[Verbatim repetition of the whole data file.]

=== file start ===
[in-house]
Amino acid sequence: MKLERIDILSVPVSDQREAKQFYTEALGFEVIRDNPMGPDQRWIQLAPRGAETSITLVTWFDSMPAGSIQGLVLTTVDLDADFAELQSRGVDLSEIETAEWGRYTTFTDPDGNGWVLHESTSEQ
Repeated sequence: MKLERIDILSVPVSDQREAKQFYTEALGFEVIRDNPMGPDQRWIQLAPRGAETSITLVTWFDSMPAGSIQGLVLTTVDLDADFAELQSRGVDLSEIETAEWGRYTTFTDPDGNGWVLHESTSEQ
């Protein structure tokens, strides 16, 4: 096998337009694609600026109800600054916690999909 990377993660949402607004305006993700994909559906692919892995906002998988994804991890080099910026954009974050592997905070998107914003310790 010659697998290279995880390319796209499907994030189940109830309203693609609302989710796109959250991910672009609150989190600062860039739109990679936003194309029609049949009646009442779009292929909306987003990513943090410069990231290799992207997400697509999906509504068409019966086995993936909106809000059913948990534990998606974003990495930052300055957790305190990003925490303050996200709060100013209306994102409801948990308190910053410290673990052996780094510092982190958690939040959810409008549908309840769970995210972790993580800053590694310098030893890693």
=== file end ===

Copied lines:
[in-house]
Amino acid sequence: MKLERIDILSVPVSDQREAKQFYTEALGFEVIRDNPMGPDQRWIQLAPRGAETSITLVTWFDSMPAGSIQGLVLTTVDLDADFAELQSRGVDLSEIETAEWGRYTTFTDPDGNGWVLHESTSEQ
Repeated sequence: MKLERIDILSVPVSDQREAKQFYTEALGFEVIRDNPMGPDQRWIQLAPRGAETSITLVTWFDSMPAGSIQGLVLTTVDLDADFAELQSRGVDLSEIETAEWGRYTTFTDPDGNGWVLHESTSEQ
């Protein structure tokens, strides 16, 4: 096998337009694609600026109800600054916690999909 990377993660949402607004305006993700994909559906692919892995906002998988994804991890080099910026954009974050592997905070998107914003310790 010659697998290279995880390319796209499907994030189940109830309203693609609302989710796109959250991910672009609150989190600062860039739109990679936003194309029609049949009646009442779009292929909306987003990513943090410069990231290799992207997400697509999906509504068409019966086995993936909106809000059913948990534990998606974003990495930052300055957790305190990003925490303050996200709060100013209306994102409801948990308190910053410290673990052996780094510092982190958690939040959810409008549908309840769970995210972790993580800053590694310098030893890693």